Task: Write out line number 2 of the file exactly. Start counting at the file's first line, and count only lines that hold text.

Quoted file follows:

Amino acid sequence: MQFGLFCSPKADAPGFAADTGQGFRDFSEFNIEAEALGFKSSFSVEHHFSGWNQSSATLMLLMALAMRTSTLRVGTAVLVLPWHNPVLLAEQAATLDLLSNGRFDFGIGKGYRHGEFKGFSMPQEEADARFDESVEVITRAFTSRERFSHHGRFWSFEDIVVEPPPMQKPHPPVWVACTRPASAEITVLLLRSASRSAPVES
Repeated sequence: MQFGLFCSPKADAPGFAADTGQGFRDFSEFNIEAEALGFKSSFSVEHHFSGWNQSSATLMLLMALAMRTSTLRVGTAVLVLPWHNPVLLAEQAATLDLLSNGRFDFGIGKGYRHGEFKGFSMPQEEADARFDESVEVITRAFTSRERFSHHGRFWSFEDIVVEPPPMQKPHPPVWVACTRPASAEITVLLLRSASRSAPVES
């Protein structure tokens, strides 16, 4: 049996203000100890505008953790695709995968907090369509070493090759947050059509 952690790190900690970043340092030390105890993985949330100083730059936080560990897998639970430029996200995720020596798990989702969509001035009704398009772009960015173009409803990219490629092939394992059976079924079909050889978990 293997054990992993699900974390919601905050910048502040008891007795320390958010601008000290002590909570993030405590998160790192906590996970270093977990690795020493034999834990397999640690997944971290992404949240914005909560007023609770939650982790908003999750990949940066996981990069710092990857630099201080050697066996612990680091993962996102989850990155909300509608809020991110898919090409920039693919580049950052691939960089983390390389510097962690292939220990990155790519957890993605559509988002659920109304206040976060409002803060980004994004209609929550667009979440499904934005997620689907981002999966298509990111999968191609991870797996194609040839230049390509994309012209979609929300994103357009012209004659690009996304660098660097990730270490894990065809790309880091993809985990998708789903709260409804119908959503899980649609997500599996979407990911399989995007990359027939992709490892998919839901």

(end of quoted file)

Repeated sequence: MQFGLFCSPKADAPGFAADTGQGFRDFSEFNIEAEALGFKSSFSVEHHFSGWNQSSATLMLLMALAMRTSTLRVGTAVLVLPWHNPVLLAEQAATLDLLSNGRFDFGIGKGYRHGEFKGFSMPQEEADARFDESVEVITRAFTSRERFSHHGRFWSFEDIVVEPPPMQKPHPPVWVACTRPASAEITVLLLRSASRSAPVES